Corker: All we asked is that the UAW give us a date by which it would become competitive

posted at 3:06 pm on December 12, 2008 by Allahpundit

But of course that was asking too much, because evidently the UAW prefers the risk of bankruptcy and mass layoffs to further pay cuts. Their excuse:

The sticking point apparently was the union’s refusal to agree to lower wage and benefit rates as soon as next year.

Representatives for the union, which had already accepted a series of cuts in its current contract, sought instead to push any more concessions back to 2011, when the U.A.W.’s contract with Detroit auto companies expires.

In a statement Thursday night, the union said it was “prepared to agree that any restructuring plan should ensure that the wages and benefits of workers at the domestic automakers should be competitive with those paid by the foreign transplants. But we also recognized that this would take time to work out and implement” using programs like buyouts and early retirement offers to bring in new workers at lower rates.

Would the union have agreed to Corker’s plan if they didn’t have Bush waiting in the wings to bail them out with TARP money? (Yup, says Corker.) After all, TARP is a sweeter deal for them than Corker’s bill since, as one White House source noted, the loans come with few strings attached. Thus have the inefficiencies of the initial Wall Street bailout made this bailout more inefficient, too. Watch, then read on.

Two points about all this. One: If Bush is going to bite the bullet and release the TARP money (legally or not), why not blame it on Obama? Call a presser, affirm that he opposes funding the Big Three without stringent restructuring requirements, then humbly declare that he doesn’t want to complicate life for the incoming administration by sinking the auto industry knowing they support a bailout. The media’s constantly whining anyway about the lag time between the election and The One’s ascension to the throne. Point to that and frame the bridge loan as a grudging measure necessary to an orderly transition.

Two: I made this point before in the context of the Wall Street bailout, but let me make it again. Is anyone in the GOP leadership weighing the costs of action versus the costs of inaction or are we running on pure dogma here? I keep thinking about Mitch McConnell saying yesterday that he’ll oppose the bailout even though it’s “impossible to know” what the consequences of bankruptcy would be. Hey, Mitch? Not good enough. No one’s asking for absolute certainty on the outcome, which really is impossible; what I want is a good-faith attempt at assessing costs, benefits, and probabilities of all courses of action. If they’re convinced that economic catastrophe is inevitable and don’t want to burn any more taxpayer money trying to deflect the asteroid, that’s fine. If, on the flip side, they think the consequences of letting the Big Three fail and losing a million jobs in this economic climate won’t be that bad, that’s fine too. Both are good reasons to oppose a bailout. But make the case. Explain to me why, in the middle of a global economic crisis, propping up a failing industry to save jobs at least until the crisis is over is a worse option than pulling the plug now. The prospect of being taxed to support a $100 billion rescue of the auto industry is awful, but not nearly as awful as the cascade effect of consumer purchasing power drying up and me losing my job as part of a $500 billion hit to the economy. Is that what we’re looking at here or is it something less, or more? My sense is that both sides are uninterested in exploring the question, and that our side is content to repose religious faith in the divine market to arrive at the least painful solution. Can I at least see some numbers before I take communion? If not, then this really is much a crisis of political leadership as it is a financial one.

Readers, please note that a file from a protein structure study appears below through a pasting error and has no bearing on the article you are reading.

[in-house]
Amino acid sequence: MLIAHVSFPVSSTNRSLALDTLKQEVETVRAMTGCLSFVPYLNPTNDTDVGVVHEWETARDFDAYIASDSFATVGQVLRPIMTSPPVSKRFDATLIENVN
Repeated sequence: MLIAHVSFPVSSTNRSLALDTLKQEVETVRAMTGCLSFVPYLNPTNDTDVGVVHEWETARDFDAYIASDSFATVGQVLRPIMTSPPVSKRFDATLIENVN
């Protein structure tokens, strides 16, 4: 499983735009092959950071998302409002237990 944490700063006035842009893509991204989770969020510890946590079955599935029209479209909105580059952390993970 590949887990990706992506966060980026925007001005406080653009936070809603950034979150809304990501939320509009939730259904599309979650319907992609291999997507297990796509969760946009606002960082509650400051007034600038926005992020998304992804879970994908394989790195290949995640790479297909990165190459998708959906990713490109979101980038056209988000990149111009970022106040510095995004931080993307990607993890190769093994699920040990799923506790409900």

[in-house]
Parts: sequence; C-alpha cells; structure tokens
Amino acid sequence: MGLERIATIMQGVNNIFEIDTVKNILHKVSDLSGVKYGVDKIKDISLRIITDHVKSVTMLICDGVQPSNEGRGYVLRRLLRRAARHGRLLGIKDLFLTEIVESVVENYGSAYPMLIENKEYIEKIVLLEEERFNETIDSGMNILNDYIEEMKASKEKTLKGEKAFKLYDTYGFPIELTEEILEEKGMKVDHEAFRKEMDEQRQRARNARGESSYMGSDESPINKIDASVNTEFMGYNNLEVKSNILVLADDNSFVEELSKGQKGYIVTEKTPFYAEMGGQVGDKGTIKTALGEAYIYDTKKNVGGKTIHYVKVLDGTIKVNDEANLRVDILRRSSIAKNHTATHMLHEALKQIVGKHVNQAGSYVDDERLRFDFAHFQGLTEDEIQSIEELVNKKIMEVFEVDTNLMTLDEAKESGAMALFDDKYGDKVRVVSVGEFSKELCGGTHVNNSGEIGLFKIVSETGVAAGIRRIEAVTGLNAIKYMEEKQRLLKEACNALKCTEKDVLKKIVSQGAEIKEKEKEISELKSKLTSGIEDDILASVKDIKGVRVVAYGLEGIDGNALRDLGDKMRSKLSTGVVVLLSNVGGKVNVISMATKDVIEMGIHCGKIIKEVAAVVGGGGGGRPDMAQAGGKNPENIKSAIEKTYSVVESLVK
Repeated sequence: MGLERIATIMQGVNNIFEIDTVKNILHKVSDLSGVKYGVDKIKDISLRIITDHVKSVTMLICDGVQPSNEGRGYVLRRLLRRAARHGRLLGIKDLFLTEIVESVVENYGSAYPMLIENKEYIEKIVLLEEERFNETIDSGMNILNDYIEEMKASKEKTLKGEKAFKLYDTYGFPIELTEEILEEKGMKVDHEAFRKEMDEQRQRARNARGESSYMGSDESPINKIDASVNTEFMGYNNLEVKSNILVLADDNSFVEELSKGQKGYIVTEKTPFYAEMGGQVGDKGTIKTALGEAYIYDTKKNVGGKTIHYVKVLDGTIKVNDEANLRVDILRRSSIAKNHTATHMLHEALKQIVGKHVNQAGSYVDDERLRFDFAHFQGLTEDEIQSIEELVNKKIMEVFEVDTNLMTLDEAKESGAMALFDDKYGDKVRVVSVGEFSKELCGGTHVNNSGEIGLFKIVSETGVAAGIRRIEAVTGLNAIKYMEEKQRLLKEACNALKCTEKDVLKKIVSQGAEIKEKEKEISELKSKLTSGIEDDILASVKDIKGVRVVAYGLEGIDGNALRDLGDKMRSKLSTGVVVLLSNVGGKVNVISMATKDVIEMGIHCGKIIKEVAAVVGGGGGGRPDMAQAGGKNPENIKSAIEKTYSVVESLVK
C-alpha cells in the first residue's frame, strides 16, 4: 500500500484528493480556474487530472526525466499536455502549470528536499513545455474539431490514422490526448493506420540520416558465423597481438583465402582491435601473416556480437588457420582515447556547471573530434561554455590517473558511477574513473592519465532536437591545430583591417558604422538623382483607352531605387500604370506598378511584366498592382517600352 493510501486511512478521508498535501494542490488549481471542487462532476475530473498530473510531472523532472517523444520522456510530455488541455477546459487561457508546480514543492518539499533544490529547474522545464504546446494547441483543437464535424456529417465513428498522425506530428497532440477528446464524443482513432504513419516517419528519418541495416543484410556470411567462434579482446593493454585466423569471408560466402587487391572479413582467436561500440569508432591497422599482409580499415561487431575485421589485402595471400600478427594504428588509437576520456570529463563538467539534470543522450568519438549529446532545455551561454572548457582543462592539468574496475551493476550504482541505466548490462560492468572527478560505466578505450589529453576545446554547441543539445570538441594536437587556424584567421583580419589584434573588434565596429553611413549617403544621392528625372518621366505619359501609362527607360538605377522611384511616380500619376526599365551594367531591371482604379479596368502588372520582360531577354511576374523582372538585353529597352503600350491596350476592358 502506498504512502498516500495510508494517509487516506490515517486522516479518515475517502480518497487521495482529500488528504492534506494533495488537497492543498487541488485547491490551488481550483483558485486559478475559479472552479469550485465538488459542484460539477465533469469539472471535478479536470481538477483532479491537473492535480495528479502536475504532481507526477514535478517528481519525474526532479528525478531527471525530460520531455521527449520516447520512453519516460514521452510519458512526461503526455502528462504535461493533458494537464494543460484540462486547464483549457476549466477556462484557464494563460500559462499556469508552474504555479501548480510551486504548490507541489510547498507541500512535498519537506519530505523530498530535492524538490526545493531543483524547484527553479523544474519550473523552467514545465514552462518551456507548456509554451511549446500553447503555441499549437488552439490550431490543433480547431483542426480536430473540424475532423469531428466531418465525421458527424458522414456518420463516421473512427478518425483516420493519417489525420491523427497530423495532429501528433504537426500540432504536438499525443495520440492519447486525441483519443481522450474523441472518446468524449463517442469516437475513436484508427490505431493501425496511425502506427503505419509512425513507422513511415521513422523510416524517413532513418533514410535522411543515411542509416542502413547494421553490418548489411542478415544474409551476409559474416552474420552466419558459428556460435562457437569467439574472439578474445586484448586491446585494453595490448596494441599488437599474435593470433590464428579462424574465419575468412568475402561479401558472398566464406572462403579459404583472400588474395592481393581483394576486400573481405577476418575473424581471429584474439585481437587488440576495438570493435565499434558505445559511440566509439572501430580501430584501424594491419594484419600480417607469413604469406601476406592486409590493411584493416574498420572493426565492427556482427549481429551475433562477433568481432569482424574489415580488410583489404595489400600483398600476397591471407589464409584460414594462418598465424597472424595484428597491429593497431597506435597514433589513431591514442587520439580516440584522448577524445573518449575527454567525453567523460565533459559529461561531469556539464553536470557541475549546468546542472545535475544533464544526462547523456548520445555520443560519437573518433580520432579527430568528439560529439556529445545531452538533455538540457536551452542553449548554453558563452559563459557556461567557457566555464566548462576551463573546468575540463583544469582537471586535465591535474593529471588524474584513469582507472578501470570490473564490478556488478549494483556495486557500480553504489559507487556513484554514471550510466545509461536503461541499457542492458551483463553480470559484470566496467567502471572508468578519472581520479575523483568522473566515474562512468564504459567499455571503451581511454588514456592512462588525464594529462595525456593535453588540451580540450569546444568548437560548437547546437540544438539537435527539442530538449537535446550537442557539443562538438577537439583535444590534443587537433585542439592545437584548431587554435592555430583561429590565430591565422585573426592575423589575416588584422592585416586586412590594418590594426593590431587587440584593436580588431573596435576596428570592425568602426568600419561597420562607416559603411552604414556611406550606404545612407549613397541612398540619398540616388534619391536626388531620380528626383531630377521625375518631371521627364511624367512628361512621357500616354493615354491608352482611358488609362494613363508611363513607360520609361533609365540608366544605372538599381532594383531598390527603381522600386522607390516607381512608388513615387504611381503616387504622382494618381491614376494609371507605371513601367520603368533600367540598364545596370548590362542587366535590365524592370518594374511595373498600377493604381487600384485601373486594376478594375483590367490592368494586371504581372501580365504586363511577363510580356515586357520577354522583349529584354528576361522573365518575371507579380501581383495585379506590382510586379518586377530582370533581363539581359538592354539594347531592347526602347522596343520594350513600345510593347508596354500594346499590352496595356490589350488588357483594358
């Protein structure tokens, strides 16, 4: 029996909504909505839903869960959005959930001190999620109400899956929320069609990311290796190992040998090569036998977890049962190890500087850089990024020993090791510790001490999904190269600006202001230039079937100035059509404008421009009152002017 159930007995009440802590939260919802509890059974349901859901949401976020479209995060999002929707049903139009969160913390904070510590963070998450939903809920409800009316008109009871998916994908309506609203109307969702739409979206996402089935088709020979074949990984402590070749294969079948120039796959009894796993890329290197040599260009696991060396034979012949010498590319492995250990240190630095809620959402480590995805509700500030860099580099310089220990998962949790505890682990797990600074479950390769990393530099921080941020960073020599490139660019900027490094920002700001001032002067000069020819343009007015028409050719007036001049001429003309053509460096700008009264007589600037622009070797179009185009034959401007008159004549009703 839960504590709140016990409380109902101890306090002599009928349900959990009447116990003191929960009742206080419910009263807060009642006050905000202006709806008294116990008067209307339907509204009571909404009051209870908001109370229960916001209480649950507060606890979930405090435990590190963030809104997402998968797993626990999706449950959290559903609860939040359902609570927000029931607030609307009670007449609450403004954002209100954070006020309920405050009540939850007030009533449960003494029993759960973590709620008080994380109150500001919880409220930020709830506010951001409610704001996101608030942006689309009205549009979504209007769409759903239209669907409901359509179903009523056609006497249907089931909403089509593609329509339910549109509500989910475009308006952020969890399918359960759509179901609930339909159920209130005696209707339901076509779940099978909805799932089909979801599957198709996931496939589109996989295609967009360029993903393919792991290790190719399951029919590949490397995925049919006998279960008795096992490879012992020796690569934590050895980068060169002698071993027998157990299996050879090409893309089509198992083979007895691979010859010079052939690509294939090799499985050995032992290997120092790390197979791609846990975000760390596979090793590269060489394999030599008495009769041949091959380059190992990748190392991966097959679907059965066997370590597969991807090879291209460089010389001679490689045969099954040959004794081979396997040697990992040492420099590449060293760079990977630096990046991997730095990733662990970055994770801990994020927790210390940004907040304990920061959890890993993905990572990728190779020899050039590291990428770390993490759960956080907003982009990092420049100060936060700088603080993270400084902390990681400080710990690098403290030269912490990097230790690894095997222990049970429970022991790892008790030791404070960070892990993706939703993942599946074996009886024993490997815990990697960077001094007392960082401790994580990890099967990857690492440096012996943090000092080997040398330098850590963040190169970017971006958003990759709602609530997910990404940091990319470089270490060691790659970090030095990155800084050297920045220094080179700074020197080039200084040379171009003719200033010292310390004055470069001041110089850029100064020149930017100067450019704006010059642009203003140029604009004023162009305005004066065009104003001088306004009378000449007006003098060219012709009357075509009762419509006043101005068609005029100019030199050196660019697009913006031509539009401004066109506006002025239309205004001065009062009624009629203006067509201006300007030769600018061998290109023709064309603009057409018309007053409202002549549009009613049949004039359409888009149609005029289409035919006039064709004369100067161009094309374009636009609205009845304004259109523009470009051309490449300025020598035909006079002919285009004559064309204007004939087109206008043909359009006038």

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One more thing: If the UAW, SEIU, UFCW, and others of their ilk had saved that $40 mil instead of trying to buy themselves some sympathy in Washington, they’d have a hell of a head start on funds for retraining their members in new careers as the economy changes. Too bad Gettelfinger et al’s mansions in the suburbs are more important to union management than than the future of the union worker.